Last issue we looked at the first of two principles of employee engagement that may impact ownership of a safety culture. That principle can be stated as follows:
Engagement Principle #1: When a responsibility is relegated to a special person or a designated team, it is abdicated by everyone else. [content_protector password=”owner-int” identifier=”owner-int”]
There we made the application that to maximize Operation’s ownership for safety at the front lines, they need to be the ones leading the safety culture. But we added that we also need to be aware of a second principle of engagement:
Engagement Principle #2: When a responsibility is treated as an added task, it “gets in the way of real work,” and the initiative fails.
Obviously, based on this second principle we’ll need to be careful about just how we’re transferring safety to Operations. It can’t be perceived as an add-on to what they are already doing, else our efforts will fail. Instead, it must be integrated and made a central part of the job. So how do we accomplish this?
Integrating the Safety Culture
In a previous article that I authored on safety-culture change, I made the point that safety culture must be firmly grounded in the existing organizational culture if it’s to be sustainable. Let’s start there.
The safety culture, first and foremost, must be woven into the organization’s existing culture and have its tentacles in all existing processes. The examples I gave there included HR processes such as recruiting and hiring, interviewing, reward and recognition programs, promotions, succession planning, etc. The same level of interwovenness must be active on the Operations side.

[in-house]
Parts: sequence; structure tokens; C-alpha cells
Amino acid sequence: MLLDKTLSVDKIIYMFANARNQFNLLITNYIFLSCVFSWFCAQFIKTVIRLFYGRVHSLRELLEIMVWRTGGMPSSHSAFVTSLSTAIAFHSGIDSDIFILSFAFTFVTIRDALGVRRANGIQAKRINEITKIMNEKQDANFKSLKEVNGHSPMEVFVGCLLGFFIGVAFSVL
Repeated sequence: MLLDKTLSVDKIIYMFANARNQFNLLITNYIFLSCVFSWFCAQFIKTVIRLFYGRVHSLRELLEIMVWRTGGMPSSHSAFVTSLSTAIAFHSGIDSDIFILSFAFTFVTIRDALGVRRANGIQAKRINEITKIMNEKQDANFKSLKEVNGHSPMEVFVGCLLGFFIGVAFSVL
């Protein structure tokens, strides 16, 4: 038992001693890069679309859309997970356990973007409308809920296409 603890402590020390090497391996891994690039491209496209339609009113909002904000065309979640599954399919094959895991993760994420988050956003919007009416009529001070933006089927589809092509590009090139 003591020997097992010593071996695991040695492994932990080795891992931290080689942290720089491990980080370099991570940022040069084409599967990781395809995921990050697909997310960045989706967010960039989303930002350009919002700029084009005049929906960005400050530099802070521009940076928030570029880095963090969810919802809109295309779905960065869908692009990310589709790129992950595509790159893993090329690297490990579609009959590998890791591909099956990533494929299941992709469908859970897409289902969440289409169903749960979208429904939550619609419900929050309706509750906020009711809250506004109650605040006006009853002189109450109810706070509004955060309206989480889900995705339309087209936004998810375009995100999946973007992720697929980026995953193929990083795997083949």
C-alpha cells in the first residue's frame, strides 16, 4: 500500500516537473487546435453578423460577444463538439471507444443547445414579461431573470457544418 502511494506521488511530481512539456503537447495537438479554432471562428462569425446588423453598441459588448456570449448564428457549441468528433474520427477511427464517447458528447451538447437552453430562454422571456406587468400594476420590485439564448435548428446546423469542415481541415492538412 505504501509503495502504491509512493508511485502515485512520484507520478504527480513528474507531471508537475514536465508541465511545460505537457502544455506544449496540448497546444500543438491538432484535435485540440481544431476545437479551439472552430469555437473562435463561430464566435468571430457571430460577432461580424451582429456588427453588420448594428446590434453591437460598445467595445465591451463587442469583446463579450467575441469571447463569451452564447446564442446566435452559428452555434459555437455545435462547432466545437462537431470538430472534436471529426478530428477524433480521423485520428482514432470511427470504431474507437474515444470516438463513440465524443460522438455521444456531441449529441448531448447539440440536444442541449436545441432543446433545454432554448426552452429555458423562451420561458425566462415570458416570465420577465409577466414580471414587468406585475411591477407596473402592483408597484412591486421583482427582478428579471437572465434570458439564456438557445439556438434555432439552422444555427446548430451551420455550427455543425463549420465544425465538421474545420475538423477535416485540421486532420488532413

Leading safety (not just complying with it) must be made part of the job itself. One way to do that is by rewriting the job descriptions for each position so that they include level-appropriate safety-leadership activities or competencies. Credit for this idea goes to a reader of my previous series, who suggested that it be included as part of the HR process integration that I cited above.
What to Revise
Identify the activities and behaviors that you would like to see exhibited by front-line employees, supervisors, managers and other leaders, and include them as part of their per-level job descriptions. New expectations for frontline employees may include conducting regular safety observations, mentoring newer employees on safe work practices, leading toolbox meetings, rotations on a safety committee, serving as part of the oversight and maintenance team of a safety program (e.g., LOTO, fall protection, workplace ergonomics), etc.
New expectations for a supervisor or manager might include activities like regular safety-leadership walkthroughs, monthly one-on-one coaching sessions with direct reports that are focused on safety and safety-leadership performance and behaviors, observing and coaching toolbox meetings and other safety engagements, communicating and reinforcing the safety culture, etc.
The point is, each jobs needs to be redefined so that safety and safety-leadership become an integral part of it. Next issue well explore some additional ways to build operational ownership of safety, but that’s it for this edition of Recordable INSIGHTS. Until next time.